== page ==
The role of actin autoimmunity in leaky gut (aka intestinal permeability)

leaky gut, actin, autoimmunity

Leaky Gut: 

What is actin and why is it important for leaky gut?

Actin is a protein that is utilized in many functions in the body. Actin plays two primary roles in intestinal anatomy.

Actin’s first role in the small intestine is in the microvilli, hairlike protrusions that increase surface area in the small intestine. They increase the ability of the small intestine to absorb nutrients across the intestinal lining and into the bloodstream. More surface area means more contact with the chyme and an increased ability to absorb nutrients. In the microvilli, actin is used to make the microfilaments which provide structure to these microscopic microvilli. The extremely fine actin microfilaments provide structure to the hairlike filaments protruding into the lumen of the small intestine, reaching out to absorb nutrients from chyme.

Actin is also involved in many other functions microvilli physiology, in addition to the structure itself. Some of these roles include cell division and locomotion, transporting embryonic cells, allowing white blood cells to leak into tissue to fight infection, and assisting skin cells in wound healing. In many ways, the health of microvilli cells are dependent upon actin.

Actin also helps adhere individual microvilli to each other in order to create an impermeable intestinal membrane. When this membrane becomes permeable, also known as leaky gut, the junctions between microvilli become separated and this compromises the integrity of the gut wall. This allows partially digested food particles to enter the blood stream, which is implicated in multiple types of autoimmune conditions, as well as food sensitivities.

Because actin is so important for the structure and function of the intestinal lining it is not surprising that problems with actin can contribute to intestinal permeability. Actin autoimmunity is thought to be a contributory factor in leaky gut because a breakdown of actin leads to degradation of the intestinal wall, allowing it to become permeable.

Other factors contributing to leaky gut

Leaky gut appears to have multiple causes. One common model for intestinal permeability involves tight junctions between the villi in the intestine, which in a healthy intestine create an impermeable membrane that lines the intestinal wall. A primary function of this impermeable membrane is to contain partially digested foods in the lumen of the small intestine until they are broken down into small enough molecules to be transported across the intestinal wall by the microvilli.

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Larger partially digested proteins in the blood appear to be a causative factor in many food sensitivities and autoimmune conditions, because these foreign proteins may trigger an immune response. Continued presence of these foreign proteins can result in a hyperimmune state that can lead to autoimmunity over time.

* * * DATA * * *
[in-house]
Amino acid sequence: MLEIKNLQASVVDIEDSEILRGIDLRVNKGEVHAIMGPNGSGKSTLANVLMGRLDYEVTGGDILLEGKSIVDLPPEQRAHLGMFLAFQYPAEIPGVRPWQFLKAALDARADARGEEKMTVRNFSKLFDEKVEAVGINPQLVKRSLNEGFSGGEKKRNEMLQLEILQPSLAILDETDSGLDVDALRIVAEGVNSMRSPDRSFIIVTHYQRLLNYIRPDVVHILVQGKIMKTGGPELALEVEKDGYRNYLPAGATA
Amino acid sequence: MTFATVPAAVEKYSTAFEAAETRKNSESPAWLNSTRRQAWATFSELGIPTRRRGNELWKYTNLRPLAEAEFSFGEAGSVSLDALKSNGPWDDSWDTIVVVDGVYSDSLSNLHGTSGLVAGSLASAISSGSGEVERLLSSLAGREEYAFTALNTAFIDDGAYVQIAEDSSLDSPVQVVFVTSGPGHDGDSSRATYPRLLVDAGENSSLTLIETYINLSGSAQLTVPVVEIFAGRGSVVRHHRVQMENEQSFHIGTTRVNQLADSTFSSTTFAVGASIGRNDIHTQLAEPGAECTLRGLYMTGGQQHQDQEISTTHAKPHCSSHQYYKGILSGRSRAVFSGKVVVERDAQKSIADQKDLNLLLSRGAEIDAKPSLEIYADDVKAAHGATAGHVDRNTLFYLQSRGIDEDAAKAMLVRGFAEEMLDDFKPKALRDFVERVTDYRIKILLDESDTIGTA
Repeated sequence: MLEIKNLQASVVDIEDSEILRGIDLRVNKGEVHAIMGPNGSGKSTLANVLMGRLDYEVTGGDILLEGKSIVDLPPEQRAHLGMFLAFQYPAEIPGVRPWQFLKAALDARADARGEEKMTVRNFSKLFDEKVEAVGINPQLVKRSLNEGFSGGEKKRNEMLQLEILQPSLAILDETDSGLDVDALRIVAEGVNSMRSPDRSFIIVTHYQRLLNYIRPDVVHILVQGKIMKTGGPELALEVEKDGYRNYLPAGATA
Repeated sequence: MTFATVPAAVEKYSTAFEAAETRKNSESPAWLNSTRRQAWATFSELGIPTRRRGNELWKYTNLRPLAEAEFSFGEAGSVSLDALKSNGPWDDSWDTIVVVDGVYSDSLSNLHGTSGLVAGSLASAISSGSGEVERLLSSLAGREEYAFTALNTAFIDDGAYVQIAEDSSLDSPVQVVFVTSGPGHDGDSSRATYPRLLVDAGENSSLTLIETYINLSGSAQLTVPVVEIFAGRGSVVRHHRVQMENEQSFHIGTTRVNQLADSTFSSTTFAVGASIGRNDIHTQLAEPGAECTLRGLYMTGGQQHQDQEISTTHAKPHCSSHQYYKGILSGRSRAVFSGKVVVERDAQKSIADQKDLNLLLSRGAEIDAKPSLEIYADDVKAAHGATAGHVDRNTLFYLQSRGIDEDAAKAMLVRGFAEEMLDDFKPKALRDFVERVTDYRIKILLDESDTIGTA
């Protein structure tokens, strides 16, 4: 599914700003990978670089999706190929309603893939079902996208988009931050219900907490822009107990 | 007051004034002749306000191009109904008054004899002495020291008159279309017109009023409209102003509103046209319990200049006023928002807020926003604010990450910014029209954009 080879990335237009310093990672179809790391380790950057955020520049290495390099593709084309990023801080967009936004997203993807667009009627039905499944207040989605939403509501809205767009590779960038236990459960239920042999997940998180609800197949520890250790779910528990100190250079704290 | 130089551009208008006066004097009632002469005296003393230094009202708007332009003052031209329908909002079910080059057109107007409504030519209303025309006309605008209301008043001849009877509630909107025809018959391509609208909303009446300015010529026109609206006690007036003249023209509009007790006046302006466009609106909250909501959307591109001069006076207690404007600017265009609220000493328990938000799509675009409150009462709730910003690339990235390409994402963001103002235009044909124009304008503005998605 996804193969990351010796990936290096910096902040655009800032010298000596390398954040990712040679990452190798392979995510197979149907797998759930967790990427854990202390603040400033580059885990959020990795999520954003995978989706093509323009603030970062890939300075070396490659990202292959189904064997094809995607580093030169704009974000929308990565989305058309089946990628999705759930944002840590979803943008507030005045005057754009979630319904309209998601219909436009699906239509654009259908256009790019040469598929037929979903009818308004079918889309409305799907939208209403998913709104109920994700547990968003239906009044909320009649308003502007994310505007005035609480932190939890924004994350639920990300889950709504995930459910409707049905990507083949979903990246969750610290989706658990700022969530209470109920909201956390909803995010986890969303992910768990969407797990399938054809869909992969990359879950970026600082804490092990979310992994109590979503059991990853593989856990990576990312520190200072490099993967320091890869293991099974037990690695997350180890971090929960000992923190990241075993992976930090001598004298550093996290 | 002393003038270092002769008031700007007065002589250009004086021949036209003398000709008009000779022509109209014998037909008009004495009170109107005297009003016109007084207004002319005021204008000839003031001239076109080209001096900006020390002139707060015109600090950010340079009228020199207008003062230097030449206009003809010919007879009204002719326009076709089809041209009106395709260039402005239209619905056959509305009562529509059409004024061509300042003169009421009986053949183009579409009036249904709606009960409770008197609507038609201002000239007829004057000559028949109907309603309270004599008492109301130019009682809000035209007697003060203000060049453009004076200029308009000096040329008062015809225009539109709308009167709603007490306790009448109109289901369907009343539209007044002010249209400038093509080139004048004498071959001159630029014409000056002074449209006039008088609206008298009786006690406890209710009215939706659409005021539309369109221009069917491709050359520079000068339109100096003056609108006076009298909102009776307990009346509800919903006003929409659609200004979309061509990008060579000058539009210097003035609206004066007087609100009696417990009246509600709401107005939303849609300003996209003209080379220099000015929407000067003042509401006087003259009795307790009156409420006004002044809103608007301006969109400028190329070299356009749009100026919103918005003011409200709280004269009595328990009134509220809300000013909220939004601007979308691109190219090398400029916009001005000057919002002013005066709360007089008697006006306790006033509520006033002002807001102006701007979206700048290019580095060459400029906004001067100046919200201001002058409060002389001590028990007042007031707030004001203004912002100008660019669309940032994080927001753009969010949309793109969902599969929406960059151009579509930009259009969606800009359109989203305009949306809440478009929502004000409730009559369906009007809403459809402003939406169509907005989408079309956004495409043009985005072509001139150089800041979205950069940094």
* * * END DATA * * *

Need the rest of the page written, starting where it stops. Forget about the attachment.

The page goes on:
Tight junctions are not the only way epithelial cells are joined together to create an impermeable membrane. Adherens junctions are another type of junction that rely on actin microfilaments to form the adhesion belts that tie epithelial cells together. This may be another way actin autoimmunity may contribute to leaky gut. Actin that is subject to attack from the immune system may be unable to form strong adherens junctions.

Some substances and disorders that may contribute to leaky gut include include:

  • Gluten, gliadin and zonulin
  • Small intestine bacterial overgrowth (SIBO)
  • Dysbiosis
  • Yeast and bacterial overgrowths

Gluten, gliadin and zonulin

One of the best researched causes of intestinal permeability is the presence of zonulin, a hormone that regulates the tight junctions between cells in the intestinal lining. Zonulin is released in response to some bacteria, as well as gluten-containing foods. Like gluten, gliadin is another protein found in wheat that has been shown to cause zonulin to be released, leading to intestinal permeability. Gliadin also triggers celiac symptoms in people with celiac disease.

Small intestine bacterial overgrowth (SIBO)

SIBO is defined as an abnormally high number of bacteria in the small intestine, defined as “a bacterial population in the small intestine exceeding 105–106 organisms/mL.” Healthy populations are normally less than 103 organisms/mL.

Although SIBO is a common comorbidity with IBS and inflammation of the intestines, research does not appear to show a correlation between SIBO and intestinal permeability. Small intestinal bacterial overgrowth can contribute to leaky gut. 


Dysbiosis can be a contributing factor to leaky gut (intestinal permeability). In dysbiosis, “unfriendly” bacteria take over the normal beneficial bacteria that inhabit the intestines. These probiotic bacteria help to digest food and synthesize nutrients. In contrast, the metabolic byproducts of pathogenic bacteria metabolism are toxins that irritate the intestinal lining. These toxic byproducts may contribute to leaky gut.

Yeast and Bacterial Overgrowths

In addition to bacterial overgrowths in the intestine which can lead to dysbiosis, yeast and fungi can proliferate out of control and cause dysbiotic inflammation as well. One of the most common overgrowths is candida, a yeast which normally inhabits the intestine in small quantities but is kept in check by probiotic bacteria. In candida overgrowth, the yeast takes over the intestine and commonly results in a telltale white coating on the tongue.